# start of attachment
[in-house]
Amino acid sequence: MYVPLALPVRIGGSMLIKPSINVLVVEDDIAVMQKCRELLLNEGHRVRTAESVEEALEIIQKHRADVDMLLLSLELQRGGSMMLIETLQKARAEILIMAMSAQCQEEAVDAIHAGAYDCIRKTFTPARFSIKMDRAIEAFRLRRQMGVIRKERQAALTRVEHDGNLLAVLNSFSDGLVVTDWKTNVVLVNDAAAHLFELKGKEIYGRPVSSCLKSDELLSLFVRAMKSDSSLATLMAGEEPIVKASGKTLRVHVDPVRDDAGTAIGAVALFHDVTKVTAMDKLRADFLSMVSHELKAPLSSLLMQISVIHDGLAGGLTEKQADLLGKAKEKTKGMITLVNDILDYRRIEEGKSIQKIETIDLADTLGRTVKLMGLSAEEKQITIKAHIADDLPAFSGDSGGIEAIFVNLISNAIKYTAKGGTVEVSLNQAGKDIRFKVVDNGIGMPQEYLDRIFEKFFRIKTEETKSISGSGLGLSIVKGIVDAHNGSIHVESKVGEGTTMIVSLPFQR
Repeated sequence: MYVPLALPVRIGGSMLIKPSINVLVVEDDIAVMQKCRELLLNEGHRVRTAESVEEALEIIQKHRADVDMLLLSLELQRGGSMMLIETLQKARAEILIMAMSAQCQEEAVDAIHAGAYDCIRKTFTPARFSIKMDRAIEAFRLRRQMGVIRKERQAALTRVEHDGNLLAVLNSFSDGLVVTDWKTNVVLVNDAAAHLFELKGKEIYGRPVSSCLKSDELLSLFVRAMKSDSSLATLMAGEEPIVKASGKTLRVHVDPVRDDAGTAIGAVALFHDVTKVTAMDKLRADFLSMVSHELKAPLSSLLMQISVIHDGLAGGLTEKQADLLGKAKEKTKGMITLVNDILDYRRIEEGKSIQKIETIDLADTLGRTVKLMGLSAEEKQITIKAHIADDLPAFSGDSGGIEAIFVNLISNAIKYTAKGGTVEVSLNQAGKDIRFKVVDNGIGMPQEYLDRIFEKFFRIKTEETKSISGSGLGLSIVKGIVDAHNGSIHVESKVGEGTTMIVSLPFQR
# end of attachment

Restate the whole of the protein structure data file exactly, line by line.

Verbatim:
[in-house]
Amino acid sequence: MYVPLALPVRIGGSMLIKPSINVLVVEDDIAVMQKCRELLLNEGHRVRTAESVEEALEIIQKHRADVDMLLLSLELQRGGSMMLIETLQKARAEILIMAMSAQCQEEAVDAIHAGAYDCIRKTFTPARFSIKMDRAIEAFRLRRQMGVIRKERQAALTRVEHDGNLLAVLNSFSDGLVVTDWKTNVVLVNDAAAHLFELKGKEIYGRPVSSCLKSDELLSLFVRAMKSDSSLATLMAGEEPIVKASGKTLRVHVDPVRDDAGTAIGAVALFHDVTKVTAMDKLRADFLSMVSHELKAPLSSLLMQISVIHDGLAGGLTEKQADLLGKAKEKTKGMITLVNDILDYRRIEEGKSIQKIETIDLADTLGRTVKLMGLSAEEKQITIKAHIADDLPAFSGDSGGIEAIFVNLISNAIKYTAKGGTVEVSLNQAGKDIRFKVVDNGIGMPQEYLDRIFEKFFRIKTEETKSISGSGLGLSIVKGIVDAHNGSIHVESKVGEGTTMIVSLPFQR
Repeated sequence: MYVPLALPVRIGGSMLIKPSINVLVVEDDIAVMQKCRELLLNEGHRVRTAESVEEALEIIQKHRADVDMLLLSLELQRGGSMMLIETLQKARAEILIMAMSAQCQEEAVDAIHAGAYDCIRKTFTPARFSIKMDRAIEAFRLRRQMGVIRKERQAALTRVEHDGNLLAVLNSFSDGLVVTDWKTNVVLVNDAAAHLFELKGKEIYGRPVSSCLKSDELLSLFVRAMKSDSSLATLMAGEEPIVKASGKTLRVHVDPVRDDAGTAIGAVALFHDVTKVTAMDKLRADFLSMVSHELKAPLSSLLMQISVIHDGLAGGLTEKQADLLGKAKEKTKGMITLVNDILDYRRIEEGKSIQKIETIDLADTLGRTVKLMGLSAEEKQITIKAHIADDLPAFSGDSGGIEAIFVNLISNAIKYTAKGGTVEVSLNQAGKDIRFKVVDNGIGMPQEYLDRIFEKFFRIKTEETKSISGSGLGLSIVKGIVDAHNGSIHVESKVGEGTTMIVSLPFQR